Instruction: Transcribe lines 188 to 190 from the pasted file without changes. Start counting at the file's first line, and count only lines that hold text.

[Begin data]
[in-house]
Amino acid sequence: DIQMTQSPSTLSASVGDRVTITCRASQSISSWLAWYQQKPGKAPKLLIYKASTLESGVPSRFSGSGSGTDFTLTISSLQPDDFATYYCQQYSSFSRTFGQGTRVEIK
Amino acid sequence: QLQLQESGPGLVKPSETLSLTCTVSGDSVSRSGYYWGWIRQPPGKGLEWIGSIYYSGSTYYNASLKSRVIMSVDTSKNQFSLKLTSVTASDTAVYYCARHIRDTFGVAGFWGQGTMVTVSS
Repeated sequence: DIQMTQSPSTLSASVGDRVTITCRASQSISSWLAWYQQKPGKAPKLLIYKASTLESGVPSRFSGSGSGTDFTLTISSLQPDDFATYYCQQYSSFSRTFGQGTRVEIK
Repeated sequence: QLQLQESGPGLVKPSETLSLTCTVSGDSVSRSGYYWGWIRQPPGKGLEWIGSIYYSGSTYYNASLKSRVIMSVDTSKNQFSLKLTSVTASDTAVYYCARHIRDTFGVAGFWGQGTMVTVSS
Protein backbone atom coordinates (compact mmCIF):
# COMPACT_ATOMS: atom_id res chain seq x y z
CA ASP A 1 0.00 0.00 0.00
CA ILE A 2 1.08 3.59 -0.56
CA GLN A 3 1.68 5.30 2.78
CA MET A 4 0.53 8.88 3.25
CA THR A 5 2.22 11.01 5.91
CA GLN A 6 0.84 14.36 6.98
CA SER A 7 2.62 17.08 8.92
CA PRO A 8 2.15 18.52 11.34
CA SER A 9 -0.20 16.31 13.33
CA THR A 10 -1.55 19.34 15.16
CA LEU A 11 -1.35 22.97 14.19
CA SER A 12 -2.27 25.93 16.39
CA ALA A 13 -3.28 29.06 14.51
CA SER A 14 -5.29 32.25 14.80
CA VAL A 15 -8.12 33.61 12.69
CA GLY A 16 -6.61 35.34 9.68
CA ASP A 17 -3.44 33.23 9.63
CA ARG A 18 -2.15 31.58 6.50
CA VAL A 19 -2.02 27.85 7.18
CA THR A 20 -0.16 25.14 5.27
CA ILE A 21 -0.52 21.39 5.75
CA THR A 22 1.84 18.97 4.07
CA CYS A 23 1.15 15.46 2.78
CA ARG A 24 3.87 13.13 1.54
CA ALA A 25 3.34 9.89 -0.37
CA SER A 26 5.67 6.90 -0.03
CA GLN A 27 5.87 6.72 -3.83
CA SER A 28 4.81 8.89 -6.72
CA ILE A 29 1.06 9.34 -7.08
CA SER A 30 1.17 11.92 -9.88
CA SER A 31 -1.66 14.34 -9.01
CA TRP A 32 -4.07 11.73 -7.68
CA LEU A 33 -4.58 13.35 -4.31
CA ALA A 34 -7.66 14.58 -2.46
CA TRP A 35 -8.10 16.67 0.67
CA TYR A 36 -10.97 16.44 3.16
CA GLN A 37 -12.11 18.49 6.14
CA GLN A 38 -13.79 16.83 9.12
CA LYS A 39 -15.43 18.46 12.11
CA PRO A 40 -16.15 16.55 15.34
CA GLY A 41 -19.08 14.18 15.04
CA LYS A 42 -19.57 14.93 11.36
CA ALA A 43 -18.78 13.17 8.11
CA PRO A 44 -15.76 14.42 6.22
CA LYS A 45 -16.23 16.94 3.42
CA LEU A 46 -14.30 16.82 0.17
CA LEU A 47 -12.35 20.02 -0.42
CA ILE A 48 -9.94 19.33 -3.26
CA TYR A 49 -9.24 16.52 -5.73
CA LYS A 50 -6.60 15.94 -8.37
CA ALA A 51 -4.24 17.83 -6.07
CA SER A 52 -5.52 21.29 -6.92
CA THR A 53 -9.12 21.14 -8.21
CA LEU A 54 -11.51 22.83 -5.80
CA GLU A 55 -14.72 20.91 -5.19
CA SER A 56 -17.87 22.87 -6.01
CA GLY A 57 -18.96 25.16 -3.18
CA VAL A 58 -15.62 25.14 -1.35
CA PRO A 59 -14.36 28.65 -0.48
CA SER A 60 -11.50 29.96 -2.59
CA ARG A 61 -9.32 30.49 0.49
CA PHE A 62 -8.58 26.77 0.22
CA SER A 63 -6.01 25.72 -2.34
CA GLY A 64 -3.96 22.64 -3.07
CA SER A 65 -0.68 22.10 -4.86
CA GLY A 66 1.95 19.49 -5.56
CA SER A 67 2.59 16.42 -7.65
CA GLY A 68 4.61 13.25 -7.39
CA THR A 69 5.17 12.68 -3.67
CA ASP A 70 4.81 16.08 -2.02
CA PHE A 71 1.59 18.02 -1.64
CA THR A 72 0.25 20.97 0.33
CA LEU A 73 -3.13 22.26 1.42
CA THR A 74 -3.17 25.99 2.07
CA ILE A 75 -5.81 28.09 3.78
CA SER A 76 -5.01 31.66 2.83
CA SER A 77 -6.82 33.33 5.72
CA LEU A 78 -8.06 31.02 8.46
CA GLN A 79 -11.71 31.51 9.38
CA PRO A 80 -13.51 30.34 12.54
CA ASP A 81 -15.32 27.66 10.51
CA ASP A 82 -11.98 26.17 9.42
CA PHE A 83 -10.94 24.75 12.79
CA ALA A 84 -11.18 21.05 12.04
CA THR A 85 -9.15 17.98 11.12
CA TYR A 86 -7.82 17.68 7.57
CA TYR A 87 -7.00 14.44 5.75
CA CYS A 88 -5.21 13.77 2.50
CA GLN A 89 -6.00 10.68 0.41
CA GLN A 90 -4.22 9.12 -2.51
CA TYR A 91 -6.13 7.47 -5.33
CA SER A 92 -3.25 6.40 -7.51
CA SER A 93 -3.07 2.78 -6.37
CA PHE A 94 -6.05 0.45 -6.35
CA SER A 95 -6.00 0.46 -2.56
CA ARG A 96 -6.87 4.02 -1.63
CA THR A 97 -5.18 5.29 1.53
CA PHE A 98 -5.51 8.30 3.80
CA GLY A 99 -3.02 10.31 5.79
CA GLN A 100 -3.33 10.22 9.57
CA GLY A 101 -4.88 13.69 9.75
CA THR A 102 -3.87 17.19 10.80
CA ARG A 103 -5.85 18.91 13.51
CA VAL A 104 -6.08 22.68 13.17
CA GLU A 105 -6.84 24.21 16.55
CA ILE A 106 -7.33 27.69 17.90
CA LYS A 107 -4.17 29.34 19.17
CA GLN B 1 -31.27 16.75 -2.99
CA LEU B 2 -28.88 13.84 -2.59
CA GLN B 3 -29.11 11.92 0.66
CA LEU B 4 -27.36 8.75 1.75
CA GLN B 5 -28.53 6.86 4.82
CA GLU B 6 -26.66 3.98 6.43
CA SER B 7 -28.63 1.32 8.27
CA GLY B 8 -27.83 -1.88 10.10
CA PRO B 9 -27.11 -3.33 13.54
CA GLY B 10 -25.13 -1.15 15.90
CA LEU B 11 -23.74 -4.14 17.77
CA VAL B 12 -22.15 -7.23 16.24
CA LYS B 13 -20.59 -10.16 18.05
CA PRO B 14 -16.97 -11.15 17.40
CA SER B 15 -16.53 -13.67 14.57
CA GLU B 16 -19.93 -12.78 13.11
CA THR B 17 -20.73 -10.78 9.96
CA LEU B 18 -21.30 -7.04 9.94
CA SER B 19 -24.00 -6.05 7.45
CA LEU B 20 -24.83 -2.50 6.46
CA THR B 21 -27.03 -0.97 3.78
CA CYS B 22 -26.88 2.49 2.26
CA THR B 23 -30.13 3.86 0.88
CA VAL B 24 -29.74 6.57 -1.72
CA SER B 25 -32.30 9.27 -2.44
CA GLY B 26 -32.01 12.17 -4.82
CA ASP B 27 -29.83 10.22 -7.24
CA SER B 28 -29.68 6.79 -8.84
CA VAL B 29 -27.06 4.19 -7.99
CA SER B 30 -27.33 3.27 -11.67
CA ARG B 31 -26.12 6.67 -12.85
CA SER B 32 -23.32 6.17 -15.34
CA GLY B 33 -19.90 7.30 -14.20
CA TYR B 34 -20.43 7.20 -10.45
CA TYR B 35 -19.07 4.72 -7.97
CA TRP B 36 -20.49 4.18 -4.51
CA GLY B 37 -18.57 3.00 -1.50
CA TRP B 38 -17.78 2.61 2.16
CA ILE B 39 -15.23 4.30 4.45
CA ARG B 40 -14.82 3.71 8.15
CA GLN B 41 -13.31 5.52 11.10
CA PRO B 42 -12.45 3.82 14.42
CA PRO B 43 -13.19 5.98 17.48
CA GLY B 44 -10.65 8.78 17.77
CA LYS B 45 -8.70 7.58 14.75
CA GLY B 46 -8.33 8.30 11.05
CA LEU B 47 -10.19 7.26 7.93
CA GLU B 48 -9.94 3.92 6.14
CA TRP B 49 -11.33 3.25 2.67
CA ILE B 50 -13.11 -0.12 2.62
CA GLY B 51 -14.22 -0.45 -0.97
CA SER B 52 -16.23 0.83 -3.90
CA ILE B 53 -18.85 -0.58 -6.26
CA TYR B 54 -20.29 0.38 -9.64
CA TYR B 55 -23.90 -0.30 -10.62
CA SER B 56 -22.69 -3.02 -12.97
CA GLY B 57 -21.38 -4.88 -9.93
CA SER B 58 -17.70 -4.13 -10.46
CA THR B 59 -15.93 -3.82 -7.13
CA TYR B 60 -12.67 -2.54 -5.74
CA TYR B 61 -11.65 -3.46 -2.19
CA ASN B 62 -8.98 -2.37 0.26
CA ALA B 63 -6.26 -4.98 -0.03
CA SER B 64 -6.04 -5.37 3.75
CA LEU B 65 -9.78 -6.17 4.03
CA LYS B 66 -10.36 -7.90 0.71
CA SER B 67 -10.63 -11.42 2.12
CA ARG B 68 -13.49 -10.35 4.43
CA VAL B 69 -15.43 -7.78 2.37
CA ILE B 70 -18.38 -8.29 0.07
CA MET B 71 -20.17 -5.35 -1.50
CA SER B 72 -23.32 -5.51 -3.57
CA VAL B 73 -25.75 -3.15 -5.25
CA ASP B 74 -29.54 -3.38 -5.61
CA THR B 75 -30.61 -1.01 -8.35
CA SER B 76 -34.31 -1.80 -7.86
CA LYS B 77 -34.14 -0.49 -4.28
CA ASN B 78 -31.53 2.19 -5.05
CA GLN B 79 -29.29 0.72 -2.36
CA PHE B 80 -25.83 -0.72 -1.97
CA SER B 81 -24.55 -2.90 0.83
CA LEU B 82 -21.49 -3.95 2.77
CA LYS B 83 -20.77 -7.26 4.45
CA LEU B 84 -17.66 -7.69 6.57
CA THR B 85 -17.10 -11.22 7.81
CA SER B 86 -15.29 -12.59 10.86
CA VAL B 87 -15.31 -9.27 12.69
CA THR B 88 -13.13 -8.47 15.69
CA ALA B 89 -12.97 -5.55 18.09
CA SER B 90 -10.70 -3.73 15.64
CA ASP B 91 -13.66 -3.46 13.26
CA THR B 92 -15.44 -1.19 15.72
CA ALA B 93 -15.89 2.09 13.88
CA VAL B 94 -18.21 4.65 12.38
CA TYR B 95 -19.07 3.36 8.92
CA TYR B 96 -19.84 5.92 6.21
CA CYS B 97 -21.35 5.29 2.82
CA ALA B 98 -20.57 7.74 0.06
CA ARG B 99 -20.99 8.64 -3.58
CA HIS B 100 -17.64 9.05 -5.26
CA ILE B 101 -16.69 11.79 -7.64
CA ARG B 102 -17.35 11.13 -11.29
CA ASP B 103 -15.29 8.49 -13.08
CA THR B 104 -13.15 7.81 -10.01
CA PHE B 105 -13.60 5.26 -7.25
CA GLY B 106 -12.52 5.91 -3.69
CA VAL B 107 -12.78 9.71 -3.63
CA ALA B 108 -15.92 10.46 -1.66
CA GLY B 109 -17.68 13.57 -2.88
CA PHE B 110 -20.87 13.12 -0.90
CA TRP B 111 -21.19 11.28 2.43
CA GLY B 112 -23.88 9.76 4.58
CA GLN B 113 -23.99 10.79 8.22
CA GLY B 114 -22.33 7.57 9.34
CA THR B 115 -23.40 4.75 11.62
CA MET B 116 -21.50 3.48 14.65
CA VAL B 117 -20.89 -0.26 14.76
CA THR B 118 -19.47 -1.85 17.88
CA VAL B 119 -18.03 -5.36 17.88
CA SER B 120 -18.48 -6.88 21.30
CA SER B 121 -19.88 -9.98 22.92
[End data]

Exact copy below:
CA ASP B 74 -29.54 -3.38 -5.61
CA THR B 75 -30.61 -1.01 -8.35
CA SER B 76 -34.31 -1.80 -7.86